So no more Mohra blood. Everyone scrambles for the remaining vials, and Faith grabs two. That's significant - one for Giles, one for Angel himelf. It also ties up a loose end for the plot, so now nobody will be asking whenever someone dies, "Why can't they just get more Mohra blood?"
 
And finally, here come Pearl and Nash, after Mohra blood themselves. Faith gets her first view of them. I liked the way Pearl was floating upside down - in science fiction that's often suggested as a sign that someone grew up in space (without artificial gravity) rather than on a planet, because they don't instinctively think in terms of "up" and "down". Pearl, it seems, has been able to fly since she was a young child.
 
Angel's "let me explain" was a nice little bait and switch. It's also interesting that for all his arrogant confidence before, when Nash sees Angel coming for him, he looks terrified. either Angel'sreally scary, or Nash still thinks of him as Twilight even though he knows intellectually he isn't - or Nash is a big soft wuss deep down.
 
Faith's summing-up of Angel in the final panel is quite insightful: "He creates monsters". She mentions the obvious ones, Spike and Dru, but there's definitely an argument that thi couldbe applied toother people. such as Faith herself, since Angel playe a major role in turning her into what she is now.
 
And Faith's final thought: she's going to "get rid" of one more monster: Angel himself. Of course she means vampire!Angel, leaving us with normal non-monstrous human Angel. Probably. We hope.
 
To be continued...
 
I noticed in the letter column that Scott says explicitly, "We will see no more Slayers called, presumably until Fray". So that settles that, then - unless of course he's deliberately being evasive to hide a pot twist, but it doesn't really sound that way. He also mentions that Rebekah Isaacs is using pictures of Marylebone as reference material for her drawings of the area Faith now lives in.
 
Advice for non-British people: that name can be pronounced several different ways. Most Londoners would say "MAH-lee-bun" with a long 'a' sound as in 'Martin'. Pronouncing the final syllable with a long 'o', as in the word 'bone' (that dogs chew on) is very common too: MAH-lee-bone.  Born and bred locals might slur the word into something like "MA-ruh-bun", with a short 'a' like in the world 'marriage', no 'l' sound, and the two final vowels both schwas (the indistinct 'uh' sound.) Most British people from outside London would say "MARRY-luh-bone", including the 'y' as well. The one pronunciation that will get you branded as a foreigner is MARY-le-bone, with the 'a' as in the girl's name 'Mary'. That's wrong, even if it is the original etymology of the name.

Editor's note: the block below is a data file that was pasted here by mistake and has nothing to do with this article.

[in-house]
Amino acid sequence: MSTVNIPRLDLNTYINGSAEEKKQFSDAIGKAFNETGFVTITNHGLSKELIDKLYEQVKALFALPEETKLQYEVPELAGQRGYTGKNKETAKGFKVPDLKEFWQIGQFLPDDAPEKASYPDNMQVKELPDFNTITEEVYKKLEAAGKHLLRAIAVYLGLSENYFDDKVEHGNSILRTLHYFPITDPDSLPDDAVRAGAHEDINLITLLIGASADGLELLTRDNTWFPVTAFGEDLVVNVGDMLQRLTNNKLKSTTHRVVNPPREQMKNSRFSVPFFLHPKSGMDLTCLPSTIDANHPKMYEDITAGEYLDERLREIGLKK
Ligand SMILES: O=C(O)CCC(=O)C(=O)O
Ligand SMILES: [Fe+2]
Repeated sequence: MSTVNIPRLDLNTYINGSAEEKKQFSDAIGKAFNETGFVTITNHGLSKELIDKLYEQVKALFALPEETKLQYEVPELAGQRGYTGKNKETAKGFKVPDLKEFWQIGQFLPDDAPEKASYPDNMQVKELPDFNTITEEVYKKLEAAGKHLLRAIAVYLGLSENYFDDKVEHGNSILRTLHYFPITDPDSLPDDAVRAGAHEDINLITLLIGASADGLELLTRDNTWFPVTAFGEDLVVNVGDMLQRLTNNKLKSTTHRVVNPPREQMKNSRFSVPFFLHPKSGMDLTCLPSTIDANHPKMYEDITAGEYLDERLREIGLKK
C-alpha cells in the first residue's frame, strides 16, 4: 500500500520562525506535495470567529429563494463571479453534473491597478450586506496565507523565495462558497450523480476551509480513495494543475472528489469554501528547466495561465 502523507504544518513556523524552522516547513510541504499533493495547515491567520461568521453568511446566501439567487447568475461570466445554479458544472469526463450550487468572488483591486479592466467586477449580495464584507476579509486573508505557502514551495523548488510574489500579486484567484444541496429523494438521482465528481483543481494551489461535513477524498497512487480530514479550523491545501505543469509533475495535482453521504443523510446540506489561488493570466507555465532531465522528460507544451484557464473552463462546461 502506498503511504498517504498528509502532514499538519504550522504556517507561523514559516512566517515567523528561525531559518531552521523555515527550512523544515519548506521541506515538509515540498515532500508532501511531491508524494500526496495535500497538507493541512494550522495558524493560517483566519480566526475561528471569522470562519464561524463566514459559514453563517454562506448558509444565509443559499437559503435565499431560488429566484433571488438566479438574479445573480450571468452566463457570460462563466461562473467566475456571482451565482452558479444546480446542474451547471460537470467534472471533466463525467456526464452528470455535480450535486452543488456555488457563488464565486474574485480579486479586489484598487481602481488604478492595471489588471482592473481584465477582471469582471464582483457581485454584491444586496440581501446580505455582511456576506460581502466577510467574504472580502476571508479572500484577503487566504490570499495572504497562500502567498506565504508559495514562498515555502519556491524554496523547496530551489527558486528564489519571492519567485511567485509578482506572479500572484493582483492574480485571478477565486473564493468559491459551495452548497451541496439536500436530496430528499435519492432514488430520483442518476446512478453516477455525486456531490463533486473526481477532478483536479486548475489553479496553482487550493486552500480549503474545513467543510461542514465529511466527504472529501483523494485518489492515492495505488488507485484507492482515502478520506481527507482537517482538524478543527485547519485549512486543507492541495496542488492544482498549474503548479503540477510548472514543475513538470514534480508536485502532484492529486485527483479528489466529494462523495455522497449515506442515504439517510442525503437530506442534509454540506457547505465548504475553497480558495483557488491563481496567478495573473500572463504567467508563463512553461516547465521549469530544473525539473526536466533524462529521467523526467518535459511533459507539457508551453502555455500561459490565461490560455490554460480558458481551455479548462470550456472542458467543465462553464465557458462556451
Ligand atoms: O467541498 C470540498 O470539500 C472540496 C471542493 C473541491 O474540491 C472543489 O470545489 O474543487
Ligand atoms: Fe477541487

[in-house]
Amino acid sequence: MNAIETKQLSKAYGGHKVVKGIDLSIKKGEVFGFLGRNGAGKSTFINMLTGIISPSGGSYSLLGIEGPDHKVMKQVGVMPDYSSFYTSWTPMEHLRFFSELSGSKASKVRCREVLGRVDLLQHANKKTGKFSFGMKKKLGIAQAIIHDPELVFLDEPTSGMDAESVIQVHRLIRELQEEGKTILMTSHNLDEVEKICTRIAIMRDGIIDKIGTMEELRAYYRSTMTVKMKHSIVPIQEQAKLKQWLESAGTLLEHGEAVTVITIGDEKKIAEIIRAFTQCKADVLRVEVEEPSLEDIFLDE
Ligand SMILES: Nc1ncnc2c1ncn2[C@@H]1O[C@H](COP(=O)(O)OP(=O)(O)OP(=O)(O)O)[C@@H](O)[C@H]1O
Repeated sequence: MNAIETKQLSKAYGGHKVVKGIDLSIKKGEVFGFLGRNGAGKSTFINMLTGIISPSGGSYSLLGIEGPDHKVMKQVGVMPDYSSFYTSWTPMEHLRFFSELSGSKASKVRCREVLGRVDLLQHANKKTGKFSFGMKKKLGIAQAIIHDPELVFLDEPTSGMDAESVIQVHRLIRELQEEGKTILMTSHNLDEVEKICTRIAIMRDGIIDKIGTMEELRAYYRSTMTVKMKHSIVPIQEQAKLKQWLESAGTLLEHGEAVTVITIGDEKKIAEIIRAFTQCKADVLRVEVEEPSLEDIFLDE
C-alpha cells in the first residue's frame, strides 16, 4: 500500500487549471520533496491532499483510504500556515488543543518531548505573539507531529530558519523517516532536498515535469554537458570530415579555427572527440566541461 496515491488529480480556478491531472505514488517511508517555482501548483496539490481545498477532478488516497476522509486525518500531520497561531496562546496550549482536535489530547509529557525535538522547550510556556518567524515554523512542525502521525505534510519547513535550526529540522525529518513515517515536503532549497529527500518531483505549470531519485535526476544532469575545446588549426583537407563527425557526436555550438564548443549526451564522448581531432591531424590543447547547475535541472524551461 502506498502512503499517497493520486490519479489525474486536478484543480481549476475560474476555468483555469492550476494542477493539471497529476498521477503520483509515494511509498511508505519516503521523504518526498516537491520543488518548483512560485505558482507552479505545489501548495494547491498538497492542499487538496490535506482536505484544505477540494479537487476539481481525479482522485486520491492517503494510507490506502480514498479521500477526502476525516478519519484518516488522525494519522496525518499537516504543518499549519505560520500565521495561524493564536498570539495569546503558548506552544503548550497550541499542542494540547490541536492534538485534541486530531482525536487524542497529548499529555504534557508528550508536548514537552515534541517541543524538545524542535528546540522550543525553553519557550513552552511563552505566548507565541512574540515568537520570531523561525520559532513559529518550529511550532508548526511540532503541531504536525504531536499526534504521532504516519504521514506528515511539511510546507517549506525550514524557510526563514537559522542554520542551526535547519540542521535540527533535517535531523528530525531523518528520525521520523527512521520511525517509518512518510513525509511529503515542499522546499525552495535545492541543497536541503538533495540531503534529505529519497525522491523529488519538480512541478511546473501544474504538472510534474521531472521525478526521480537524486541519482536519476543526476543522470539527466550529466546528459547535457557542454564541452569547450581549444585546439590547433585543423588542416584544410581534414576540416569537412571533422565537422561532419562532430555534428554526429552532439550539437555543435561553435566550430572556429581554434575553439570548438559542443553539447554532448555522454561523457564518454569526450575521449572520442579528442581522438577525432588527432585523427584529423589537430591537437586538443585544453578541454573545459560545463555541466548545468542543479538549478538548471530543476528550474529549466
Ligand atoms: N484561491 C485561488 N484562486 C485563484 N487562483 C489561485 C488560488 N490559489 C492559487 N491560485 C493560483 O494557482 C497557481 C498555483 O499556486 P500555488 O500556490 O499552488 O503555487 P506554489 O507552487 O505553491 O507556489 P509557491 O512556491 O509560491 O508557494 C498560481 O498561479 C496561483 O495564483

*waves to Xander's Bitter Fan* :-)
 
And finally, thanks to whoever nominated How Willow Discovered Online Porn at the SunnyD Awards. 
Nominee
"It is a truth universally acknowledged that a teenage girl, in possession of parents, must on occasion be utterly embarrassed by them. Willow's parents, however, take the embarrassment to a whole new level."
 

Comments

Posted by: ceciliaj (ceciliaj )
Posted at: 28th October 2011 02:20 (UTC)
Faith you did


The comparing Angel's emotional complexity to being as bad as a woman... meh. It's not the same as Faith calling men dogs or animals. Instead, it's couched in dissing her own sex which makes it more about framing women as weak when I've often felt Faith didn't consciously think this, but rather was more disdainful of men as a gender, generally speaking.


100% agreed. Her characterization is all over the place right now. But I have hope that it will come together somehow...

Posted by: Emmie (angearia )
Posted at: 28th October 2011 02:25 (UTC)
Faith

Yeah, it really really is. The best Faith characterization in the comics is Isaacs art, tbh. It really captures her. But the writing? Not so much. It's beginning to feel more like Gage than like Faith to me -- where as I feel the art seems utterly like Faith and I kinda forget Isaacs is even there. It's just FAITH, you know.



Posted by: ceciliaj (ceciliaj )
Posted at: 28th October 2011 02:35 (UTC)
Faith you did

I LOVE THE ART SO MUCH! Hence my new icon :-D

Posted by: StephenT (stormwreath )
Posted at: 28th October 2011 03:11 (UTC)

She does seem to me to be more quoting a commonly held stereotype, in a sarcastic way, than necessarily expressing her real feelings. Though it may well be a stereotype she herself accept on face value because, as I suggested to Emmie, she'd just not very reflective.